10:30-11:00 Break
11:00-11:45 Table Discussion:
11:45-12:15 Closing Comments
12:15-1:15 Lunch & Good-byes


Sherril Gelmon (Keynote)

This opening plenary address will identify key issues related to the four themes of the conference, and provide participants with an overview to set the stage for the continuing conference discussions about community-engaged scholarship with an emphasis on research, practice and policy, as articulated in the conference theme. The address will draw upon experiences and practices domestically and internationally, with specific reference to Canadian examples and application, and will highlight a set of core areas that should be considered in the subsequent discussions throughout the conference. Specifically, the address will give attention to conceptual and definitional models of understanding and articulating community-engaged scholarship; research to date on faculty motivation and professional development to become highly competent scholars engaging with communities; models of structures and policies that promote community-engaged scholarship with particular reference to faculty recognition and reward policies and practices; and examples of higher education institutional change strategies.

Lynn Blanchard (Panel 1 Lead Discussant, The Development of Community Engaged Scholars)

Community-engaged scholarship (CES) is gaining legitimacy in higher education. However, challenges of institutionalizing and sustaining it as a core value remain. Significant barriers exist for faculty choosing to incorporate community engagement into their teaching and research.
Competency-based faculty development is a key mechanism for advancing faculty skills as well as increasing institutional support. This presentation will provide a framework and core competencies for faculty pursuing CES, examples of evidence-based faculty development programs and strategies for developing, evaluating and sustaining campus-wide faculty development for CES.

Barbara Holland (Panel 2 & 3 Lead Discussant, Structures and Policies that Support Community-Engaged Scholarship I, II)

The engaged institution is committed to direct interaction with external constituencies and communities through the mutually-beneficial exchange, exploration, and application of knowledge, expertise and information. These interactions enrich and expand the learning and discovery functions of the academic institution while also enhancing community capacity. The work of the engaged campus is responsive to community-identified needs, opportunities, and goals in ways that are appropriate to the campus mission and academic strengths. The interaction also builds greater public understanding of the role of the campus as a knowledge asset and resource. This presentation will review the evidence and lessons learned from over a decade of experience studying engaged institutions in North America, Australia and Europe, with a focus on the institutional structures and policies that support the engaged campus. The benefits and drawbacks of different institutional structures and approaches to faculty promotion and tenure will be examined.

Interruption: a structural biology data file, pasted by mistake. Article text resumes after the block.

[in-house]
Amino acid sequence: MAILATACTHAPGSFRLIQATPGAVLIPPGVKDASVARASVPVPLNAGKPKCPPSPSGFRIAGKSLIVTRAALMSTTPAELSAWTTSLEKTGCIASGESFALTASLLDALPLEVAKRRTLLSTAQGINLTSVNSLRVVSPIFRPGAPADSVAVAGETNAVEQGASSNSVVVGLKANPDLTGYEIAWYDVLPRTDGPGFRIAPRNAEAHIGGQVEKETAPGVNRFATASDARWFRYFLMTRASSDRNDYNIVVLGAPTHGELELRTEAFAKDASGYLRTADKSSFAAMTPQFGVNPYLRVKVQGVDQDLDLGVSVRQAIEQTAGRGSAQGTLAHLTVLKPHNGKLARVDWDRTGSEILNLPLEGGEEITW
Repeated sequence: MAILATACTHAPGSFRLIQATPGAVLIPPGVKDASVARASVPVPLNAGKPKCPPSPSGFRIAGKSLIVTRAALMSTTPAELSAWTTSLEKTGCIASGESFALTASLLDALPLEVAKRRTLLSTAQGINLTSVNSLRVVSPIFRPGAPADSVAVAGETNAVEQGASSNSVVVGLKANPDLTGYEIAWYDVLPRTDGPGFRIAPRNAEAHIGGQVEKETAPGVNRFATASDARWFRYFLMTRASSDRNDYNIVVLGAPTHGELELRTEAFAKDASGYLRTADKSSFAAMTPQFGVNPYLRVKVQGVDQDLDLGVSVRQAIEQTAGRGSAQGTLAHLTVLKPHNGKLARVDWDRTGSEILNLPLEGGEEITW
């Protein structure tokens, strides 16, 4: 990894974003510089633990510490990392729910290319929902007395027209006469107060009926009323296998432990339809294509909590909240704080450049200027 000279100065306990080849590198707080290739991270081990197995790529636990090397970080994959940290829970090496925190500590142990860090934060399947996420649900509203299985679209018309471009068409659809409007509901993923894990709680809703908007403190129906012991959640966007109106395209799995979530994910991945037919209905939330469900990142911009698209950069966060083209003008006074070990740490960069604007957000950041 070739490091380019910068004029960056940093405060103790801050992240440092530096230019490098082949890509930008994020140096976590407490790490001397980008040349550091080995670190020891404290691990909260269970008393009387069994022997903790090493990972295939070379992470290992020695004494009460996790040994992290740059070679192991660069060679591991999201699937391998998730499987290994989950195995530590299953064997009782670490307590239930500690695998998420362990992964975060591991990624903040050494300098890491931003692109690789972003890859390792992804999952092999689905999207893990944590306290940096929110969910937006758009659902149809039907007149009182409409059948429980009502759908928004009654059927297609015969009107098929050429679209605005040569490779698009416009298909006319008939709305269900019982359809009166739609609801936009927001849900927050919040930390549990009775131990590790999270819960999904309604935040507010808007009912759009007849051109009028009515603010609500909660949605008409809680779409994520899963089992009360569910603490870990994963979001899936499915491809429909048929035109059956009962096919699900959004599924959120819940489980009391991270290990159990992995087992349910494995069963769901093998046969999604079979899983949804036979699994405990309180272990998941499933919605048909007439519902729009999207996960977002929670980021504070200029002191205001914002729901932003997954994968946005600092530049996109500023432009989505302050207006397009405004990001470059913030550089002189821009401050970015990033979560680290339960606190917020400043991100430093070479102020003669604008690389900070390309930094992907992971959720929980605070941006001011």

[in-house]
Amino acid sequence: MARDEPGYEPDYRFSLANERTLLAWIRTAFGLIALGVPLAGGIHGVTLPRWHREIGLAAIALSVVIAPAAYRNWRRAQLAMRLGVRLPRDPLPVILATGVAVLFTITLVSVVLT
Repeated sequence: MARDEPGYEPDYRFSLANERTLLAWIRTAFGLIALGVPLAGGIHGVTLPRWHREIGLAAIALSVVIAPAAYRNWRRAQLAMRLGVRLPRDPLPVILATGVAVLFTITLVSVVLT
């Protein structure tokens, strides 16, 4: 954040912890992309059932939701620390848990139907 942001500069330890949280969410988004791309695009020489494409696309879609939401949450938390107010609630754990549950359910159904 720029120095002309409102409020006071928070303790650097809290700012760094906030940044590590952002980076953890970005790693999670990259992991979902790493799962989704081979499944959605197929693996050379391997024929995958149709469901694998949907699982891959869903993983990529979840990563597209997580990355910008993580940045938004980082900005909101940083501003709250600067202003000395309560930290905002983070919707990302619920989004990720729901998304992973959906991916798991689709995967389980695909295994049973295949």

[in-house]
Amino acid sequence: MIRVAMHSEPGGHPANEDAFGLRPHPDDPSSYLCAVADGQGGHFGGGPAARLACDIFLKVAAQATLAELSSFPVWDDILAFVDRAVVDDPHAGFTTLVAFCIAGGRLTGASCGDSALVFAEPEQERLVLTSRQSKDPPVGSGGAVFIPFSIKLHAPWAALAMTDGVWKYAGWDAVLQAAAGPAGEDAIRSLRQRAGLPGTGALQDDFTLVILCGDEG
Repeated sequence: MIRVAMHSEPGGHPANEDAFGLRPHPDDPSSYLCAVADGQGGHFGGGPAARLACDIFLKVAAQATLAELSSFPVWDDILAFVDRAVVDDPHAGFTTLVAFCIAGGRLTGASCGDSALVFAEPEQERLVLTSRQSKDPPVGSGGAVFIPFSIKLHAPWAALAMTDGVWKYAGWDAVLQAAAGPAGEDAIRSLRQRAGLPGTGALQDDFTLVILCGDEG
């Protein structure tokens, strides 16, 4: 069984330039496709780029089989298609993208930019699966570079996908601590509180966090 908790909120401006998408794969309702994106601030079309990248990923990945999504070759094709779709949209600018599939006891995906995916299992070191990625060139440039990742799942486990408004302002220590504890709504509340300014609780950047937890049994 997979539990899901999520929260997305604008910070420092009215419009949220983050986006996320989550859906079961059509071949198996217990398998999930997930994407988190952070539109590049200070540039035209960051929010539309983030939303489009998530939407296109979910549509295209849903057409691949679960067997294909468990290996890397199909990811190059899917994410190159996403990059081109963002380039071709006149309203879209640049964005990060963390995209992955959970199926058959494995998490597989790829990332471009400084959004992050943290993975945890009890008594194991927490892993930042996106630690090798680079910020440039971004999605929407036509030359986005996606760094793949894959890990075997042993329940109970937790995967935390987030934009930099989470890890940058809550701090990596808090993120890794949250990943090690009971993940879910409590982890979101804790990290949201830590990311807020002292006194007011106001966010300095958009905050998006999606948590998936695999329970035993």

Rhonda Lenton (Panel 4 Lead Discussant, Strategies for Institutional Change)

Large-scale change can result from a financial or governance crisis, a leadership change, or can be generated intentionally through an internal process. If planned systemic change of a developmental nature is the goal, it is more likely to occur with the strong support of top leadership, within the context of a strong and clear mission statement, an environment that promotes a candid assessment of the current institutional conditions, and a pattern of faculty roles and responsibilities that support the institutional mission. Fears still remain that the broader definition of scholarship inherent in CES will water down “real” scholarly activity, with particular questions about whether community engagement is a legitimate approach to scholarly activity. This presentation will review theories and models of change in higher education, examine cases of institutions that are moving along the continuum to becoming community-engaged, and identify strategies for leveraging strengths and opportunities for change.